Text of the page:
Review: 'Mousemobile' by Prudence Breitrose
Mousenet and Mousemobile are recommended for readers 8 to 12, grades 3 to 7. They are clearly juvenile fiction, but are well-written and imaginative enough that “all ages” might be a better recommendation. Megan Miller, the protagonist, who was 10 years old in Mousenet, is 11 years old here. The series is not just spinning its wheels; this is a true sequel.
In Mousenet, Megan and three others – her slightly older step-cousin Joey Fisher and two adults, Megan’s inventor uncle Fred Barnes who made the mouse-sized Thumbtop miniature computer, and Joey’s father Jake who invented the solar blobs that are its power supply – become the only humans who learn that all mice are intelligent, and want the Thumbtop for all mice around the world so they can communicate instantly via a Mouse Internet. They obviously need more than a single miniature computer curiosity if this is to happen, so Mousenet is about the two children and the mice – particularly Trey, the Talking Mouse, and the officious but smart head of the Mouse Nation, the Chief Executive Mouse (a.k.a. Topmouse, known as the Big Cheese behind his back) – persuading Fred and Jake to mass-produce the Thumbtop. The mice come up with the fiction that enables the two adults to get away with this, by creating a “cute” small company, Planet Mouse, to purportedly make miniature computers as novelty keychain fobs, in Megan’s and Uncle Fred’s home city of Cleveland, Ohio.
Illustrated by Stephanie Yue, NYC, Disney•Hyperion Books, October 2013, hardcover $16.99 (282 pages), paperback $7.99, Kindle $9.99.
As Mousemobile begins, everything is apparently running smoothly. Planet Mouse in Cleveland is churning out thousands of Thumbtops for mice, thanks to an assembly line of mice technicians under Uncle Fred’s supervision. Jake Fisher is making enough solar blobs to power them all, hidden among the additional solar blobs that he makes in the form of human earrings, belt buckles, eyeglass frames, hair barrettes and similar “light-up” novelties. Joey has gotten wrapped up in Little League baseball, and his team has a good shot at going to the Little League World Series. The Big Cheese, at the Mouse Nation headquarters in Silicon Valley, California, complacently e-mails them weekly to keep them informed of the mice’s progress in spreading Thumbtops to all mousekind, and how the mice are helping to surreptitiously prevent or otherwise deal with climate change; a serious problem for humans and mice alike.
Then suddenly the humans in Cleveland get an emergency e-mail from the Big Cheese summoning them to Silicon Valley.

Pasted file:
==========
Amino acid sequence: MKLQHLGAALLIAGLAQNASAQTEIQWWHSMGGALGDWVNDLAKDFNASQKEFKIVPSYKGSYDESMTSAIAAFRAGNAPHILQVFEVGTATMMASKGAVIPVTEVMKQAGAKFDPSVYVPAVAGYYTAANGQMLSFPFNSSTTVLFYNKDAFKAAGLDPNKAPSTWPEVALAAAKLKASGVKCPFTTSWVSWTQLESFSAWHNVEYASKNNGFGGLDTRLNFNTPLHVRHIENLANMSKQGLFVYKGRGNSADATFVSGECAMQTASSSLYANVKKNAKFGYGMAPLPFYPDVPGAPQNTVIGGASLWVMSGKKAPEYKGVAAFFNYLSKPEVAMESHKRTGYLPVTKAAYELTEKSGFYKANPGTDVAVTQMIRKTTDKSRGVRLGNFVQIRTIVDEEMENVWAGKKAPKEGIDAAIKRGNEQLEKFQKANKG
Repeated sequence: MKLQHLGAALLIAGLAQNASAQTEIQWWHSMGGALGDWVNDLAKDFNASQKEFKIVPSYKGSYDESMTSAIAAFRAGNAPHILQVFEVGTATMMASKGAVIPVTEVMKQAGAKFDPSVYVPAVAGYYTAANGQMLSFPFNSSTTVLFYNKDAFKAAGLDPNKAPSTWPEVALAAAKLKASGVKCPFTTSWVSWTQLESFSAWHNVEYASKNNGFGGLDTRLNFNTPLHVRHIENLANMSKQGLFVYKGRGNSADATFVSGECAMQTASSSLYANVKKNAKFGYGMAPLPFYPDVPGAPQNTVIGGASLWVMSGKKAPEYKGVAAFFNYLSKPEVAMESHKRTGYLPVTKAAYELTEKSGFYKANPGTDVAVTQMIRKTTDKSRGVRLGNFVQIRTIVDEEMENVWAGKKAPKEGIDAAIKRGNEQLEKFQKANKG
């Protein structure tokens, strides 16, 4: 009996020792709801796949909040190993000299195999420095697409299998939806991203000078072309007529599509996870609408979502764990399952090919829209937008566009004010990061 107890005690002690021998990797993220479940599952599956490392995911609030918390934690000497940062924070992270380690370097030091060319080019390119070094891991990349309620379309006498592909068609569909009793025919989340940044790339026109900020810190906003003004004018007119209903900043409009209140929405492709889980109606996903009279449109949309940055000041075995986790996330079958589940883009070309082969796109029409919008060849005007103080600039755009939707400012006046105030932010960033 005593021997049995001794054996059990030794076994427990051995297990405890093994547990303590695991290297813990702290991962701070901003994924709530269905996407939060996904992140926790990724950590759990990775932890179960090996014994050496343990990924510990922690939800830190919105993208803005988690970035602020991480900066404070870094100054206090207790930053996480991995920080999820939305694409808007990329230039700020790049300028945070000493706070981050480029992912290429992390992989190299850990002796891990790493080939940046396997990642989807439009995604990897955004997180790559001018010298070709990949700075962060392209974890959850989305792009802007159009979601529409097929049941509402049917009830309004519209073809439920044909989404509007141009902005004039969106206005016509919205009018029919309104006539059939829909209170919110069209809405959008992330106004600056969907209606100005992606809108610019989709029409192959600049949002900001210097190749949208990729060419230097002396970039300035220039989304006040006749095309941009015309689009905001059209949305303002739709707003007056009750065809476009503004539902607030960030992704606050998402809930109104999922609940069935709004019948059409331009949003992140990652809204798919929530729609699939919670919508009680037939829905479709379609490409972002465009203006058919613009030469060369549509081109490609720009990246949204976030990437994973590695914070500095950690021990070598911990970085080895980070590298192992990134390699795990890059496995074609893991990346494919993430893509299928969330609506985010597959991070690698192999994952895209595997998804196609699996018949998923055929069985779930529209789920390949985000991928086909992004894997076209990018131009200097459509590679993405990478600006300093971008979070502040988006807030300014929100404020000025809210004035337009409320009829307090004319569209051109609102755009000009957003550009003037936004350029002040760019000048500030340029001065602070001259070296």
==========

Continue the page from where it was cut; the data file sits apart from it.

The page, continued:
Please come. If you don’t come, we may all die. (p. 33)
It would be a spoiler to give away the nature of the menace, but it does immediately threaten the lives of all the mice at Mouse Nation headquarters in Silicon Valley. The only temporary solution that the humans can think of is to rent a RV large enough for an emergency evacuation of all the mice at Mouse Nation headquarters – 2,425 of them. And take them where? As the jacket-flap blurb says (somewhat misleadingly, since only Megan and Uncle Fred are involved at first):
The four humans rush to the rescue, only to find themselves on a crazy road-trip with way too many mice. Their journey takes them clear across the country, always just one step ahead of the mysterious enemy. Will the humans save the Mouse Nation, so mice can continue their fight for the health of the planet?
Considering how inventive the mice are, I expected – as would probably most readers - from the title that Trey and the other mice would be involved with tiny automobiles for mice. No. The Mousemobiles – there are actually more than one of them – is the RV in which the humans and the mice from Silicon Valley escape ahead of “the mysterious enemy”. The story is clever and surprised me several times, with more suspense both humorous (Uncle Fred is a terrible driver of ordinary cars, and he has never driven a huge Recreational Vehicle before) and serious (who is "the mysterious enemy"? What is worse, is it humans or mice?) than is in Mousenet. Mousemobile is fun reading ...
... until about the last seventy pages. The author and all of the “good guys” promote very heavily the dangers of the Earth’s warming due to human overuse of fossil fuels; but the message does not overwhelm the plot until the end of Mousemobile, where it turns into a blatant faceoff between the Believers in Climate Change (Noble/Good) versus the Climate Change Deniers (Stupid/Evil). Climate change is a real problem, which is presented here much too simplistically just for a “feel good” conclusion.
Despite its disappointing ending, Mousemobile is enjoyable for its first 200+ pages. Let’s hope that Breitrose has gotten her message out of her system and will return to telling an imaginative story. She says on her online blog that Disney•Hyperion has just bought Mousenet #3, Mouse Mission, but no publication date is given.